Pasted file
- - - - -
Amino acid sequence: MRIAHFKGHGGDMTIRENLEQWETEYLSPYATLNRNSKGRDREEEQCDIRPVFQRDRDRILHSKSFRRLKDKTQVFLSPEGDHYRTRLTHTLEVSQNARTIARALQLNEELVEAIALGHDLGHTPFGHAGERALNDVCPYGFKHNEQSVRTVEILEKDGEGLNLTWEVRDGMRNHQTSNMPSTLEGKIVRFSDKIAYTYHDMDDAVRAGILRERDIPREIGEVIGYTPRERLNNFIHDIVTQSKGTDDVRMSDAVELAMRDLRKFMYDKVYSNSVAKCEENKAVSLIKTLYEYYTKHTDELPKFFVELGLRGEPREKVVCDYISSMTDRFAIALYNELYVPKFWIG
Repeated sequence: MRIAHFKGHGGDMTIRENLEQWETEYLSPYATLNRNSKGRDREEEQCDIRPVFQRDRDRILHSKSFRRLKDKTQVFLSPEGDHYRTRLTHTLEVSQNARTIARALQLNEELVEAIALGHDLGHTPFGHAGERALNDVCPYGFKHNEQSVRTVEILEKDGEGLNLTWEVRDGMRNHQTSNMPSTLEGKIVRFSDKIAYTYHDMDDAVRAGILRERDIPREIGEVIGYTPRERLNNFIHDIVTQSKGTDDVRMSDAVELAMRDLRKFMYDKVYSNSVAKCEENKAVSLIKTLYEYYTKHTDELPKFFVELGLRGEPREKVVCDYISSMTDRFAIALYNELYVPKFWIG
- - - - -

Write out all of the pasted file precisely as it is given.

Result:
Amino acid sequence: MRIAHFKGHGGDMTIRENLEQWETEYLSPYATLNRNSKGRDREEEQCDIRPVFQRDRDRILHSKSFRRLKDKTQVFLSPEGDHYRTRLTHTLEVSQNARTIARALQLNEELVEAIALGHDLGHTPFGHAGERALNDVCPYGFKHNEQSVRTVEILEKDGEGLNLTWEVRDGMRNHQTSNMPSTLEGKIVRFSDKIAYTYHDMDDAVRAGILRERDIPREIGEVIGYTPRERLNNFIHDIVTQSKGTDDVRMSDAVELAMRDLRKFMYDKVYSNSVAKCEENKAVSLIKTLYEYYTKHTDELPKFFVELGLRGEPREKVVCDYISSMTDRFAIALYNELYVPKFWIG
Repeated sequence: MRIAHFKGHGGDMTIRENLEQWETEYLSPYATLNRNSKGRDREEEQCDIRPVFQRDRDRILHSKSFRRLKDKTQVFLSPEGDHYRTRLTHTLEVSQNARTIARALQLNEELVEAIALGHDLGHTPFGHAGERALNDVCPYGFKHNEQSVRTVEILEKDGEGLNLTWEVRDGMRNHQTSNMPSTLEGKIVRFSDKIAYTYHDMDDAVRAGILRERDIPREIGEVIGYTPRERLNNFIHDIVTQSKGTDDVRMSDAVELAMRDLRKFMYDKVYSNSVAKCEENKAVSLIKTLYEYYTKHTDELPKFFVELGLRGEPREKVVCDYISSMTDRFAIALYNELYVPKFWIG